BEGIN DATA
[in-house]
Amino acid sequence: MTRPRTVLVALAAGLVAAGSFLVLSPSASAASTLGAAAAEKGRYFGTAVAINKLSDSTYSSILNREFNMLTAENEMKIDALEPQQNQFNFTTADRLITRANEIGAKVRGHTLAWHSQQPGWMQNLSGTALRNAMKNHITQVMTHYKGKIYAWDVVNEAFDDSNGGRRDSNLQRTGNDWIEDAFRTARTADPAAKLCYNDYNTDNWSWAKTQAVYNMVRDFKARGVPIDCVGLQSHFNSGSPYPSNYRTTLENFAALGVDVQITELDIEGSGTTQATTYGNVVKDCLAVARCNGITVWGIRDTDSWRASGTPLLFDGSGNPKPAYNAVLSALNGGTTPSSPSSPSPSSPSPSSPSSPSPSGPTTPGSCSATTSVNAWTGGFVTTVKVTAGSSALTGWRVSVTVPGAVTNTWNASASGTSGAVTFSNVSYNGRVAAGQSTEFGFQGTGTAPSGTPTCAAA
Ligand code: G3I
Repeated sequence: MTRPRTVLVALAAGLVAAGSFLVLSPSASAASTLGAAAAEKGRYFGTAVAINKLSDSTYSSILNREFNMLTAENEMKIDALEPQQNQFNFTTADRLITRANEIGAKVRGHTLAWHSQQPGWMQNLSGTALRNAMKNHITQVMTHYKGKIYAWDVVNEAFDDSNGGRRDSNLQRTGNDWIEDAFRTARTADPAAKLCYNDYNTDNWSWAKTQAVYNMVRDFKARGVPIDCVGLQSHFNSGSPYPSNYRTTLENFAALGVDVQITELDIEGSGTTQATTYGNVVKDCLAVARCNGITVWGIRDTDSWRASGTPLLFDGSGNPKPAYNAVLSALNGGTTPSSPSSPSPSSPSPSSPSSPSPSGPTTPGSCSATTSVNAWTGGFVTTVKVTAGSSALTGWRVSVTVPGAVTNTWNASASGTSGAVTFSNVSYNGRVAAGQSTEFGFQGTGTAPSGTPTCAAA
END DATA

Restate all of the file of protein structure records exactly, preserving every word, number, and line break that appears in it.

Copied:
[in-house]
Amino acid sequence: MTRPRTVLVALAAGLVAAGSFLVLSPSASAASTLGAAAAEKGRYFGTAVAINKLSDSTYSSILNREFNMLTAENEMKIDALEPQQNQFNFTTADRLITRANEIGAKVRGHTLAWHSQQPGWMQNLSGTALRNAMKNHITQVMTHYKGKIYAWDVVNEAFDDSNGGRRDSNLQRTGNDWIEDAFRTARTADPAAKLCYNDYNTDNWSWAKTQAVYNMVRDFKARGVPIDCVGLQSHFNSGSPYPSNYRTTLENFAALGVDVQITELDIEGSGTTQATTYGNVVKDCLAVARCNGITVWGIRDTDSWRASGTPLLFDGSGNPKPAYNAVLSALNGGTTPSSPSSPSPSSPSPSSPSSPSPSGPTTPGSCSATTSVNAWTGGFVTTVKVTAGSSALTGWRVSVTVPGAVTNTWNASASGTSGAVTFSNVSYNGRVAAGQSTEFGFQGTGTAPSGTPTCAAA
Ligand code: G3I
Repeated sequence: MTRPRTVLVALAAGLVAAGSFLVLSPSASAASTLGAAAAEKGRYFGTAVAINKLSDSTYSSILNREFNMLTAENEMKIDALEPQQNQFNFTTADRLITRANEIGAKVRGHTLAWHSQQPGWMQNLSGTALRNAMKNHITQVMTHYKGKIYAWDVVNEAFDDSNGGRRDSNLQRTGNDWIEDAFRTARTADPAAKLCYNDYNTDNWSWAKTQAVYNMVRDFKARGVPIDCVGLQSHFNSGSPYPSNYRTTLENFAALGVDVQITELDIEGSGTTQATTYGNVVKDCLAVARCNGITVWGIRDTDSWRASGTPLLFDGSGNPKPAYNAVLSALNGGTTPSSPSSPSPSSPSPSSPSSPSPSGPTTPGSCSATTSVNAWTGGFVTTVKVTAGSSALTGWRVSVTVPGAVTNTWNASASGTSGAVTFSNVSYNGRVAAGQSTEFGFQGTGTAPSGTPTCAAA